Game of Thrones, digested

"I'm better at eating than I am at cooking," says George RR Martin. The author of the best-selling A Song of Ice and Fire books, which have been made into the wildly popular HBO series Game of Thrones, is in Australia this week, speaking at the Sydney Opera House ("I just wish I'd sung something while I was up there," he quips), among other engagements. Gourmet Traveller chief restaurant critic Pat Nourse caught up with him to talk about one of the more richly painted aspects of Westeros and the world Martin has created. No, not the violence (nor the sex); the food.

Check out our most Game of Thrones recipes

"I don't cook but I eat," Martin says. "I'm a terrible cook. I mean, I can make breakfast - eggs or something - but I can't really cook." It's something of a surprise to hear this when the world of Game of Thrones has such a detailed culinary life. In chilly Winterfell, Lady Catelyn Stark breakfasts on "hot bread, butter, and honey and blackberry preserves, a rasher of bacon, a soft-boiled egg, a wedge of cheese, a pot of mint tea". At the court down at King's Landing it's trout in a crust of crushed almonds or wrapped in bacon, peaches in honey and cream swans. The ascetic Aeron breaks his fast on "a broth of clams and seaweed cooked above a driftwood fire", and readers of the series soon even become acquainted with its drinks - the red wines of Dorne, Tyroshi pear brandy and the fabled Arbor Gold.

The books have spawned a website dedicated to its food, the Inn at the Crossroads, which in turn produced a cookbook, A Feast of Ice and Fire. Could all of this really have sprung from an author who, as he says in his foreword to the book, thinks it safer to turn to his local café rather than brave the kitchen?

"Well, I like to eat," says Martin. "And I have some medieval cookbooks and some histories of feasting through the ages and they're great resources. You want to give that sense of verisimilitude. You don't want to just say 'they attended a feast'; you want to know what was served, what it tasted like, what it smelled like." For the most part, he says, the food in the books and show is based on real medieval cookery, a period he finds particularly interesting. "A lot of the spices we take for granted - pepper, nutmeg and cinnamon - were either very rare or very expensive. Saffron cost more than gold in the Middle Ages, if you could get it. So they made do with other things. They had very elaborate presentation, or at least the royalty did. They'd serve a bird in its plumage, you know - take the bird, take all its feathers off, cook the bird, then put all the feathers back. Spun-sugar castles, dragons, everything."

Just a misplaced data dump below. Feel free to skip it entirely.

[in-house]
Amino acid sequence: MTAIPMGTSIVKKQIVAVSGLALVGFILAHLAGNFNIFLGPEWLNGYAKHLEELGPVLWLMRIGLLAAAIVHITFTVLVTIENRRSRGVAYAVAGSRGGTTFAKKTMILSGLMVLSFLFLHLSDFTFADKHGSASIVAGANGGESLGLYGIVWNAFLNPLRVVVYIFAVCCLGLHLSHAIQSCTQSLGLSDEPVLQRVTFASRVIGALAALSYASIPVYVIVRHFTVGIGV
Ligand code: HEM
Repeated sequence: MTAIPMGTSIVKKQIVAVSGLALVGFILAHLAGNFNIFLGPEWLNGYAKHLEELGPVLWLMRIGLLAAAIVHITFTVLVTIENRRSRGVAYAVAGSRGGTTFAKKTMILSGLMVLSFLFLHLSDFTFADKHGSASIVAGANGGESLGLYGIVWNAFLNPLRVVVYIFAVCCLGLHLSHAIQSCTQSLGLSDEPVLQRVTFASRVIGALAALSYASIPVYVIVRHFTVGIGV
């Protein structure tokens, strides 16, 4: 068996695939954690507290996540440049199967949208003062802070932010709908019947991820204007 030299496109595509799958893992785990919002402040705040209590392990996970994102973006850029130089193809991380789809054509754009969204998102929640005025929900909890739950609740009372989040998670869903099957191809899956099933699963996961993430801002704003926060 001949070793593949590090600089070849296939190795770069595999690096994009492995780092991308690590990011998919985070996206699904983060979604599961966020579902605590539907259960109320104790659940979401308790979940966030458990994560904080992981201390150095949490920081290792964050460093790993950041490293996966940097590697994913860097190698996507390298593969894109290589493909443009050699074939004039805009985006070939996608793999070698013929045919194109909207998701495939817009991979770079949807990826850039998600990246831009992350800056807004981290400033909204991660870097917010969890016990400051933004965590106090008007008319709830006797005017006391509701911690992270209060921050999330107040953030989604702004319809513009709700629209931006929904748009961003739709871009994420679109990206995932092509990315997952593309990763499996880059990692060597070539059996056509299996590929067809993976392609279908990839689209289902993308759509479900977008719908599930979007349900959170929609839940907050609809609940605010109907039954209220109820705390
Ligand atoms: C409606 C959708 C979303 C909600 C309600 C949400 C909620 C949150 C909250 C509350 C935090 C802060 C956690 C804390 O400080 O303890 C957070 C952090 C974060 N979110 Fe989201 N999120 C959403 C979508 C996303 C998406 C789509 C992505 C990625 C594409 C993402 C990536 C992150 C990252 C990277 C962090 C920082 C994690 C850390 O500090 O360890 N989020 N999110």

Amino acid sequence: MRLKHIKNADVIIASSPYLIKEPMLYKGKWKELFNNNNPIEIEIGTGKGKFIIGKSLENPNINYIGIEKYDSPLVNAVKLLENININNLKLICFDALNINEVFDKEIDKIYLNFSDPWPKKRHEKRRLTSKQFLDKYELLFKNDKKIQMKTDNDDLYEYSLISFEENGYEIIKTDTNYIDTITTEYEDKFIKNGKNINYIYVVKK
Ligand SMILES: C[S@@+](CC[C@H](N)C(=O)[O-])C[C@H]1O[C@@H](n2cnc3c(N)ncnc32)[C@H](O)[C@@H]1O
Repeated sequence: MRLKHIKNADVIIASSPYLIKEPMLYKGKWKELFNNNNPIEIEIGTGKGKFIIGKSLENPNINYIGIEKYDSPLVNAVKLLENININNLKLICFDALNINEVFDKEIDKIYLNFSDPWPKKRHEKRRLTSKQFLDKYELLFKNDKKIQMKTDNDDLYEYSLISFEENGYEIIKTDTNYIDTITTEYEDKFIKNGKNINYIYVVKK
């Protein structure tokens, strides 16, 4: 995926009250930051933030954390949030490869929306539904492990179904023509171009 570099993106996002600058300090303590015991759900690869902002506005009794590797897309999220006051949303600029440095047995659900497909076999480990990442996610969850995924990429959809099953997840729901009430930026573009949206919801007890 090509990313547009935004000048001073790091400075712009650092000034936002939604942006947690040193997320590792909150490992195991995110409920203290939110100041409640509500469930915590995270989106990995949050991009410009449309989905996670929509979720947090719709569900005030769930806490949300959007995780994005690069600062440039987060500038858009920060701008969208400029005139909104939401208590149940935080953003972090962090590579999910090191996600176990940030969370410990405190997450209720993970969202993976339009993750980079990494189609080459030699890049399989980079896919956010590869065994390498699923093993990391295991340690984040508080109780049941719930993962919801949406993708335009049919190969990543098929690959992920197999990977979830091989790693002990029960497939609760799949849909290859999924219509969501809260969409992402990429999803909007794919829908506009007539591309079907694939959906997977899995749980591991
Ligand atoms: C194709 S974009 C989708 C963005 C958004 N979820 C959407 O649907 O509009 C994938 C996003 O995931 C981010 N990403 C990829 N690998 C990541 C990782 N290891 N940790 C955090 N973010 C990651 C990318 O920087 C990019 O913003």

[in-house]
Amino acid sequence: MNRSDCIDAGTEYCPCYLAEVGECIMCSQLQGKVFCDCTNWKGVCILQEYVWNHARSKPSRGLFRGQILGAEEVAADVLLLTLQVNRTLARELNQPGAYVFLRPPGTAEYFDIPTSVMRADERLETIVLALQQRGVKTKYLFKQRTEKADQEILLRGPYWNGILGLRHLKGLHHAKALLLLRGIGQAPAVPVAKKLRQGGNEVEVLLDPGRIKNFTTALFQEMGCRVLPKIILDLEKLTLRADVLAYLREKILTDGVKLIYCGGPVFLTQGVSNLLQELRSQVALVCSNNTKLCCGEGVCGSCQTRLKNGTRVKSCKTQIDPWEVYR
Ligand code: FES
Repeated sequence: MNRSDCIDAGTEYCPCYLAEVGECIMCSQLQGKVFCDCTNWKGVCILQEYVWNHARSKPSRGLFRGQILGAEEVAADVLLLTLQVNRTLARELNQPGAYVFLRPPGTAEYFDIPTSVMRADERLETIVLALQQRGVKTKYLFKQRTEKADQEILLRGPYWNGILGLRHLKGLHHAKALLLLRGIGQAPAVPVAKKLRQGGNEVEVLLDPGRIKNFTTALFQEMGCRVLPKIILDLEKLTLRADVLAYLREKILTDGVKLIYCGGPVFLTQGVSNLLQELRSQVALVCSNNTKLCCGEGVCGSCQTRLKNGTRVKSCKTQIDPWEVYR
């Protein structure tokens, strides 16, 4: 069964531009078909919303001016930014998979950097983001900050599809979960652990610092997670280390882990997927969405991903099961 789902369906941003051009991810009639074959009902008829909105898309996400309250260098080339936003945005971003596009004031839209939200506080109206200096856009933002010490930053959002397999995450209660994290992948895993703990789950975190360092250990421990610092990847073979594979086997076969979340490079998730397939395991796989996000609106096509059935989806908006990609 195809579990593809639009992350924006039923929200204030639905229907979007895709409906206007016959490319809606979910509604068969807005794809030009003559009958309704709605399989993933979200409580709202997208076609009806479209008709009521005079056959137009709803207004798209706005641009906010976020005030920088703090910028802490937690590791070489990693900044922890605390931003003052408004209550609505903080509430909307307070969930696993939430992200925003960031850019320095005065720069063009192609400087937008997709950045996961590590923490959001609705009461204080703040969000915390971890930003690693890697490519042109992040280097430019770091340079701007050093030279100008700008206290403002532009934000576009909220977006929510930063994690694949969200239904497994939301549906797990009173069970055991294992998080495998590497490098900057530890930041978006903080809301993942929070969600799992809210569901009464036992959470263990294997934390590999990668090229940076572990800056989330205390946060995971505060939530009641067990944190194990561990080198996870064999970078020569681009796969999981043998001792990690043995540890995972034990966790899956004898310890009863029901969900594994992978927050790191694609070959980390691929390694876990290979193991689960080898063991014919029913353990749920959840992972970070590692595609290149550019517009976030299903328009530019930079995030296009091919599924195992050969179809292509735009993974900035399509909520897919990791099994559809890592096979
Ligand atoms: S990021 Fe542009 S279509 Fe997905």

We can't leave Martin without pressing him for his thoughts on which of his characters keeps the best table. Would it be the wealthy, sun-loving Martell family with their Mediterranean-leaning flatbreads, olives and spiced snake? The sensualist Tyrion Lannister? Or the moveable feast of the court of Daenerys Targaryen with its duck eggs and dog sausage?

"Oh, Illyrio Mopatis, the magister, no question. Just watch out for the mushrooms."


Newsletter

Sign up to receive the latest food, travel and dining news direct from Gourmet Traveller headquarters.

Latest news
The Producers: Fawk Foods
26.09.2017
Meet Your Maker: Tanto, QT Melbourne
14.09.2017
Sydney is part of Airbnb's Flavours of Home
11.09.2017
Perth's Chu Bakery: home to the matcha choux puff
06.09.2017
Miele launches a smart oven with a smart price tag
05.09.2017
The Producers: Box Grove Vineyard Verjus
14.08.2017
GT
Signature Collection

Find out more about the Gourmet Traveller Signature Collection by Robert Gordon Australia, including where to buy it in store and online.

Read More
Recipe collections

Looking for fresh dinner ideas? Not sure how to make the most out of seasonal produce? Or do you need to plan the perfect party menu? Our recipe collections have you covered.

See more

You might also like...

Hot 100 2015 - Food

The world is getting hotter and we’re not talking about glob...

Women in Hospitality

A new organisation is empowering women working in the hospit...

The producers: Two Rivers Green Tea

A leading local tea exporter now offers his leaves to the do...

The producers: Colony honey

A selection of regional monofloral honeys sourced direct fro...

Liquid gold

We find ourselves inexorably drawn to salt caramel in a jar....

The producers: Atssu Divers

Hand-dived abalone, turban shell and sea urchin.

Making a scene

Entertainer Julia Zemiro notes there’s little difference bet...

Deutscher’s Turkey Farm

When it comes to talking turkey, the best birds have lived t...

Sandor Ellix Katz Q&A

Food fermentation 'revivalist' and guru Sandor Ellix Katz di...

The producers: Alexandrina Jersey milk

Meet the producers of the creme de la creme of Australian fu...

Gamze smokehouse

Bringing local flavour to artisan-made bacon.

Gourmet Traveller Gourmet Fast app

Now, here's a mighty handful: GT's Gourmet Fast recipes are ...

Food emoji we wish existed

What? More than 200 new pictograms in the latest Emoji set, ...

What is jumbuck?

The jumbuck has leapt straight from the pages of Banjo Pater...

Inside Out almond milk

Thicker, creamier milk, with a more pronounced almond flavou...